Retailers focusing on supply chain and logistics for better 'speed to market'

Today's consumers are growing impatient and retail supply chains more complicated. Shoppers are able to research, compare and order products and services from anywhere at any time. And they are becoming increasingly expectant that as the time it takes to purchase an item declines, so will the amount of time they have to wait to receive it. Delivery times and costs have become critically important in purchasing decisions and have left many merchants trying to figure out how to lower both without losing profits. Achieving this goal is further complicated for online sellers that are struggling to adjust operations to an omnichannel environment, with the rapid accumulation of channels, devices and platforms creating hurdles in efficient order fulfillment and inventory management processes. 

Earlier this month, retail giant Target Corp. revealed it was putting more pressure on its suppliers to improve its supply chain workflow. By implementing tighter deadlines and delivery terms, the corporation hopes to improve the shopping experience for its customers. And it seems this step taken by the brand might be the start of an emerging trend. 

Looking to improve and accelerate logistics 
Fleet Owner recently reported that Brian Gibson, an Auburn University professor of supply chain management, named "speed to market" as one of the most important functions of retail companies, driving them to put a strong emphasis on logistics and supply chain operations. To the source, Gibson elaborated on some of the findings he gathered from interviewing 24 senior-level industry professionals. He indicated that order and distribution management is about making sure the product is delivered to the appropriate point of the supply chain which, contrary to popular assumption, doesn't automatically mean the node located nearest to the consumer. 

"A lot of retailers are getting smarter and saying it's not just about transportation cost optimization over speed, they're looking at a multitude of factors," Gibson said, according to Fleet Owner. The retail logistics are becoming more about making sure orders made online can be fulfilled while adequate levels of stock are maintained. 

The source suggested that retail supply chain optimization it is no longer just about delivery times, transportation or merchandising costs but, rather, how quickly the product can get to the market. Gibson told the source that many companies feel this pressure because "customers are far less loyal today than they were in the past; therefore how effectively [the] supply chain can fulfill demand becomes a competitive differentiator as opposed to that loyalty."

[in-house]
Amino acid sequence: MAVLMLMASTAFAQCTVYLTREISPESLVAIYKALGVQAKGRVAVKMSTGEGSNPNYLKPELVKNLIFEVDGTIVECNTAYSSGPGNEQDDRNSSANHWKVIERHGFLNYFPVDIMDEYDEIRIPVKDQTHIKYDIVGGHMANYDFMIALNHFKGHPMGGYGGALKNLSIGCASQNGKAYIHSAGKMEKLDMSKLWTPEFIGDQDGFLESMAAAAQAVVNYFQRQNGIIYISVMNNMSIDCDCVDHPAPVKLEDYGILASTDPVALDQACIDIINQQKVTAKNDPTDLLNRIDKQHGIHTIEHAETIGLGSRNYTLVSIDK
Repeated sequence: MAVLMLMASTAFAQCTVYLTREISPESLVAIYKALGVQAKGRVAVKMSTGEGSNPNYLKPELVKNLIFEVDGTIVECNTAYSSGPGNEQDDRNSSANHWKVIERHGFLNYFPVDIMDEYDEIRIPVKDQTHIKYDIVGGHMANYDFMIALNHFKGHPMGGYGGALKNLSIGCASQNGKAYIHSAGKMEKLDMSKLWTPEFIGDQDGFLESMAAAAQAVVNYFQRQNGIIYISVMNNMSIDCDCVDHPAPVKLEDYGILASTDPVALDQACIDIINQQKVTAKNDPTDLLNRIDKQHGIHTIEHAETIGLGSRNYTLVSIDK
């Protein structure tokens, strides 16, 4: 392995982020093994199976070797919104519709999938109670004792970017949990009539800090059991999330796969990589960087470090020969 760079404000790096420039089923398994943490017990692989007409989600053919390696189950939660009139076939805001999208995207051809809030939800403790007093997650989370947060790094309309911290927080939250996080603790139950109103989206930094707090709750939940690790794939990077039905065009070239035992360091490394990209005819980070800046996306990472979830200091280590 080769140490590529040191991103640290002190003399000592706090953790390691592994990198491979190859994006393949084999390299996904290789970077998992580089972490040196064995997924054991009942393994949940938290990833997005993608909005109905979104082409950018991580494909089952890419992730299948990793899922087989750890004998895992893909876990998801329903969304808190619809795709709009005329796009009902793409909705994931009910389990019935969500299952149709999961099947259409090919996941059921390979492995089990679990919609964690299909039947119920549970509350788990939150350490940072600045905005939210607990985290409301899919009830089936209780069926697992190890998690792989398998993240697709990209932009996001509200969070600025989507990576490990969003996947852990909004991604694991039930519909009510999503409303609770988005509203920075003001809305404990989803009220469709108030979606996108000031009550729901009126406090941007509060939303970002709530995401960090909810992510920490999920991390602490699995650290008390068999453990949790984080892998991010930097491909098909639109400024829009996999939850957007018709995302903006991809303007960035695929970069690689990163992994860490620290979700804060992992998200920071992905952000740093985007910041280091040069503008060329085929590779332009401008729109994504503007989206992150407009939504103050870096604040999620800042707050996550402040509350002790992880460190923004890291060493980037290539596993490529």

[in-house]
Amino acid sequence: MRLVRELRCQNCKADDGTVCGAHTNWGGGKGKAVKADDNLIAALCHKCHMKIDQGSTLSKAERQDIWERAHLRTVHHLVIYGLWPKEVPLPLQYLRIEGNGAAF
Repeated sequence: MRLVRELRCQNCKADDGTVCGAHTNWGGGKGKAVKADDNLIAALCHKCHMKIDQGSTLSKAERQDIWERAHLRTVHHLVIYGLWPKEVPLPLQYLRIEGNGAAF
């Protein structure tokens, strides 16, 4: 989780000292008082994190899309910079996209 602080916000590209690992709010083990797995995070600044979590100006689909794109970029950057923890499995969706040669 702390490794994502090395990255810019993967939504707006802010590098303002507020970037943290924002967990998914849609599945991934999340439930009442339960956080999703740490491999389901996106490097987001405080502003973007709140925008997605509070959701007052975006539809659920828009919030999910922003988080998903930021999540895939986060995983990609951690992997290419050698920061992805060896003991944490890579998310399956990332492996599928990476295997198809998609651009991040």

He added that the focus has moved from marketing-based operations to supply chain management.

Retail Industry Leaders Association Senior Director of Retail Operations Jess Dankert noted that the central area of importance for retail companies now involves taking a customer-first approach to operations. And, considering the platforms being used and buying behavior of consumers are evolving, so must the process for fulfillment and distribution. Put simply, satisfying the customer is becoming increasingly difficult to do without efficient logistics and supply chain management. 

Preparing retail supply chains for future
Dankert explained that the retail sector, as well as its logistics managers and suppliers, must operate in a way that is more about being predictive than responsive to consumer needs. Retailers must optimize their supply chain by implementing the sourcing tools and strategies needed to better forecast and anticipate what's to come, instead of simply reacting once it does. 

An effective way for an organization can ensure this happens, the source indicated, is to eliminate the fragmented and siloed environment and move toward a more integrated, collaborative system. By connecting all units of the supply chain - from procurement and merchandising to transportation and logistics - the retailer will be better prepared to thrive in omnichannel.

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